Minors and Assumption of Risk

Churches should not rely on release forms signed by minors.

Church Law and Tax 1997-07-01

Personal injuries-on church property or during church activities

Key point. Minors do not have the capacity to sign contracts, and therefore cannot sign binding “releases” or “assumptions of risk” that exempt churches or other organizations from legal liability.

A Florida court ruled that a 13—year—old girl could sue a ranch for injuries she sustained when she fell off a horse despite the fact that she signed a legal document releasing the ranch from all liability for any accident or injury. A sign at the ranch stated: “Caution: Horseback riding can be dangerous. Ride at your own risk.” In addition, the girl was asked to sign a release form that stated:

In consideration of permission granted to me to ride [horses at the ranch] I hereby, for myself, my heirs, administrators, and assigns, release, remise, and discharge the [ranch] and its agents and employees, of and from all claims, demands, actions and injuries, sustained to my person or property as a result of any act, omission, or negligence [of the ranch] while riding [horses] on the premises of [the ranch].

I am aware of the risks and dangers involved in horseback riding and that unanticipated and unexpected dangers may arise, and I assume all risks of injury to my person and property that may be sustained as a result.

I represent and certify that I am at least 18 years of age, or if I am under the age of 18 years old, I represent and certify that I have the permission of my parents or guardian to rent and ride [horses at the ranch] and that they have full knowledge thereof ….

I have read and understand the above.

On the day of the accident, the girls horse began to move on its own initiative at a faster gait, and the girls attempts to stop or control the horse failed. She was injured when she struck the branch of a tree as the horse ran close to it. The girl and her mother sued the ranch, claiming that it knew that inexperienced riders often are not aware that a horse can suddenly go from a walk to a gallop, and that they may be unable to control the horse. Further, the girl and her mother claimed that the ranch did not provide adequate supervision of the girl, and failed to adequately protect her against injury. The ranch relied on the legal document signed by the girl, and the sign that was posted on its premises.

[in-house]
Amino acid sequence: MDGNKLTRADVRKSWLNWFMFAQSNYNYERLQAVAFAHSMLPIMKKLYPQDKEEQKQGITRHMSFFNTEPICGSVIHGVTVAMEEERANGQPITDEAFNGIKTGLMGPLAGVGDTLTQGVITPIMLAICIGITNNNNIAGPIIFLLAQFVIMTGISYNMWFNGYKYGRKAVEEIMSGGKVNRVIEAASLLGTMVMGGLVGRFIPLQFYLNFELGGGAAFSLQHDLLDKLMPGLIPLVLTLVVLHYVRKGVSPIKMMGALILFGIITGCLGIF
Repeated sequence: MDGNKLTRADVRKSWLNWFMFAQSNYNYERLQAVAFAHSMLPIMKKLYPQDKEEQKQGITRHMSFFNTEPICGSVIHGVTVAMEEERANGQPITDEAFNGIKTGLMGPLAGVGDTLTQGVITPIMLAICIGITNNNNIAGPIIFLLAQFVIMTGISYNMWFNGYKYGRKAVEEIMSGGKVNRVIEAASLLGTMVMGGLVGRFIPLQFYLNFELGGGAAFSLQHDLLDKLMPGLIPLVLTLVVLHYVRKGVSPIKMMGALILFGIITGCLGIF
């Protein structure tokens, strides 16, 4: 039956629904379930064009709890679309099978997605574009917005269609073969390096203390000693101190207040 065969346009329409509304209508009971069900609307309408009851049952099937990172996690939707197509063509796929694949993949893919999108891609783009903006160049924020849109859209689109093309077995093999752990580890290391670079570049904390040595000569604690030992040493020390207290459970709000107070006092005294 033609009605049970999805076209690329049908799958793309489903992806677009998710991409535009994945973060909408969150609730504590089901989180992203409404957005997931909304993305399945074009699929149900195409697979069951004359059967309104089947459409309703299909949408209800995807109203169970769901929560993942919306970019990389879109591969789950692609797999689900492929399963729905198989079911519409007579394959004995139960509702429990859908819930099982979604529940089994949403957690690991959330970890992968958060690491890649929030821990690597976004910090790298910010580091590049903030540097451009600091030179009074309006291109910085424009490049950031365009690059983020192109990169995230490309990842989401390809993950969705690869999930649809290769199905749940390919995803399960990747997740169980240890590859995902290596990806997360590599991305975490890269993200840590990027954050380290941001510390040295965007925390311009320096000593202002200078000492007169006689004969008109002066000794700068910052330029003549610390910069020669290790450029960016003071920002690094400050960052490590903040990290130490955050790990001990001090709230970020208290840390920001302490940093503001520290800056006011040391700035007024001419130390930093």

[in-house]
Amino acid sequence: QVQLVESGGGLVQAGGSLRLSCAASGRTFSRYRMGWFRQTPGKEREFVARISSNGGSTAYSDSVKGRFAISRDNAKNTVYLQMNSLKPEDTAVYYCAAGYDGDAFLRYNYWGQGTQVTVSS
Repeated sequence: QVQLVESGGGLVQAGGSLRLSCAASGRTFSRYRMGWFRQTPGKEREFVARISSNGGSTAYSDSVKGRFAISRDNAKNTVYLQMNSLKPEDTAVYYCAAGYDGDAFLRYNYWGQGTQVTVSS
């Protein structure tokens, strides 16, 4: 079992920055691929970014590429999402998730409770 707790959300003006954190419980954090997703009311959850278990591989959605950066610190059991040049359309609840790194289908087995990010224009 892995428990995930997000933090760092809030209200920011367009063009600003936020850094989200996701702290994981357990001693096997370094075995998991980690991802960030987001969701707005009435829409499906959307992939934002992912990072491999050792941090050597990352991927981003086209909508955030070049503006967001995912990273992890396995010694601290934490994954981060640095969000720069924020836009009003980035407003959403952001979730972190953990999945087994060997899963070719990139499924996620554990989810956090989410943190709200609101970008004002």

A state appeals court ruled that the girl was not prevented from suing the ranch on the basis of either the document she signed or the sign that was posted on the ranchs premises. The court acknowledged that release forms that “clearly state that party is released from liability for its own negligence in clear and unequivocal words are effective.” However, this rule not apply to documents signed by minors who lack the legal capacity to enter into contractual obligations. The court concluded that “a minor child injured because of [anothers] negligence is not bound by her contractual waiver of her right to file a lawsuit.”

Application. The lesson of this case is plain-churches should not place any reliance on releases or assumption of risk forms signed by minors. These forms are not the way to address and reduce legal risk. They are not a substitute for adequate supervision of activities involving minors. Dilallo v. Riding Safely, Inc., 687 So.2d 353 (Fla. App. 1997). [ Negligence as a Basis for Liability]

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